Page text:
As I posted earlier today, the Electronic Commerce Protection Act comes to a conclusion in committee on Monday as MPs conduct their "clause by clause" review. While I have previously written about the lobbying pressure to water down the legislation (aided and abetted by the Liberal and Bloc MPs on the committee) and the CMA's recent effort to create a huge loophole, I have not focused on a key source of the pressure. Incredibly, it has been the copyright lobby – particularly the software and music industries – that has been engaged in a full court press to make significant changes to the bill.
The copyright lobby's interest in the bill has been simmering since its introduction, with lobbyists attending the committee hearings and working with Liberal and Bloc MPs to secure changes. The two core concerns arise from fears that the bill could prevent surreptitious use of DRM and block enforcement initiatives that might involve accessing users' personal computers without their permission.
The DRM concern arises from a requirement in the bill to obtain consent before installing software programs on users' computers. This anti-spyware provision applies broadly, setting an appropriate standard of protection for computer users. Yet the copyright lobby fears it could inhibit installation of DRM-type software without full knowledge and consent. Sources say that the Liberals have introduced a motion that would take these practices outside of the bill. In its place, they would define computer program as, among other things, "a program that has as its primary function…inducing a user to install software by intentionally misrepresenting that installing that software is necessary to safeguard security or privacy or to open or play content of a computer program." This sets such a high bar – primary function, intentional mispresentation – that music and software industry can plausibly argue that surreptitious DRM installations fall outside of C-27.
Even more troubling are proposed changes that would allow copyright owners to secretly access information on users' computers.
PIPEDA currently features a series of exceptions to the standard requirements for obtaining consent for the collection of personal information (found in Section 7). Bill C-27 includes a provision that bars those exceptions in cases involving computer harvesting of email addresses and the "collection of personal information through any means of telecommunication, if the collection is made by accessing a computer system or causing a computer system to be accessed without authorization." In other words, email harvesting and spyware would not be permitted and would not qualify for the PIPEDA exceptions found in Section 7.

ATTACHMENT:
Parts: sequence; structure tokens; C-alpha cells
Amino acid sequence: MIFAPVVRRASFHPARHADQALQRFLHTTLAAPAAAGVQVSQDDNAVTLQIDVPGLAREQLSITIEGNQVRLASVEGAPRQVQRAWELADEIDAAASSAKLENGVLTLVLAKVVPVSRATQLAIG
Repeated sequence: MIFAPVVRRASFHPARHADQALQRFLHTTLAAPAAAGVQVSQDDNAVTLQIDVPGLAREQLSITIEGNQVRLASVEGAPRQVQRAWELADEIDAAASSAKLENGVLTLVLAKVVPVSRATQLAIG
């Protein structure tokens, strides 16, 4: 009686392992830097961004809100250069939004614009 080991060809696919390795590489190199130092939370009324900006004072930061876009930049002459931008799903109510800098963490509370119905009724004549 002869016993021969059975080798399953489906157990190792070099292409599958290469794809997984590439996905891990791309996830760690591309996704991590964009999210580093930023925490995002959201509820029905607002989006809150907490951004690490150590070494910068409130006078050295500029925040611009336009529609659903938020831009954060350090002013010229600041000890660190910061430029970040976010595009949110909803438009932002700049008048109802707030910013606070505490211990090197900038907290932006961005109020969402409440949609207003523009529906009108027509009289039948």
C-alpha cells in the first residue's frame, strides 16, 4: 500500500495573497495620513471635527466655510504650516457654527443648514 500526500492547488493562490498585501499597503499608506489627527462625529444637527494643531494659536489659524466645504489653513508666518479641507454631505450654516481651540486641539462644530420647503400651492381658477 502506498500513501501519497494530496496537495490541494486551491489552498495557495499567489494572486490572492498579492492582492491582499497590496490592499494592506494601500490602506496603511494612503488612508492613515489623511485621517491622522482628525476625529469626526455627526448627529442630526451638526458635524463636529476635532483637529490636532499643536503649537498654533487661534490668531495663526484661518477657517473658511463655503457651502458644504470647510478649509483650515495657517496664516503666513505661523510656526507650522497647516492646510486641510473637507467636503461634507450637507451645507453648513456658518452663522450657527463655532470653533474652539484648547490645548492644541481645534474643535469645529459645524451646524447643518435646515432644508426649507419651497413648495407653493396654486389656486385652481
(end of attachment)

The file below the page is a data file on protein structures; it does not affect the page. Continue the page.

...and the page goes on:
The copyright lobby is deeply concerned that this change will block attempts to track possible infringement through electronic means. The Section 7(1)(b) exception in PIPEDA currently states that collecting personal information without consent or knowledge of the individual is permitted if it is reasonable to expect that the collection "would compromise the availability or accuracy of the information" and the collection is "related to investigating a breach of an agreement or a contravention of the laws of Canada."
One can well imagine how this exception could be used for investigations targeting the violation of a user agreement or alleged copyright infringement. With the changes in C-27, the exception would no longer apply to harvesting email addresses or to accessing personal information on computers without authorization. For the copyright lobby, this would block investigations that involve capturing user information on computers without knowledge or consent. In response, sources advise that the Liberals have tabled a motion that would exclude Section 7(1)(b) from C-27 – effectively restoring the exception in these circumstances.
On top of these provisions, sources say the Liberals have also tabled motions to extend the exemptions for telecom providers. The bill currently includes an exemption for telecom providers where they act as intermediaries in the transmission of a spam message (Section 6(6) of the bill). This obviously makes sense as telecom providers should not be treated as the message sender when they are merely the messenger. Yet there is a proposed motion that would also create an exception for telecom providers to the requirement to obtain express consent before users install programs on their computers. It states that the section does not apply to telecom providers providing a telecom service, which is defined to include:
"providing computer security, user account management, routing and transmission of messages, diagnostics, technical support, repair, network management, network maintenance, authorized updates of software or system firmware, authorized remote system management, and detection or prevention of the unauthorized, fraudulent or illegal use of a network, service, or computer software, including scanning for and removing computer programs"
These proposed changes are simply outrageous and it is disappointing that the Liberals have brought forward motions on behalf of the lobby in this manner. With the hearing on Monday, it is critical for Canadians to speak out – yet again – to ensure that C-27 does not leave the door open to private surreptitious surveillance. Write to Industry Minister Tony Clement, your MP, or the members of the Industry Committee today asking them to reject these changes. The members of the committee include: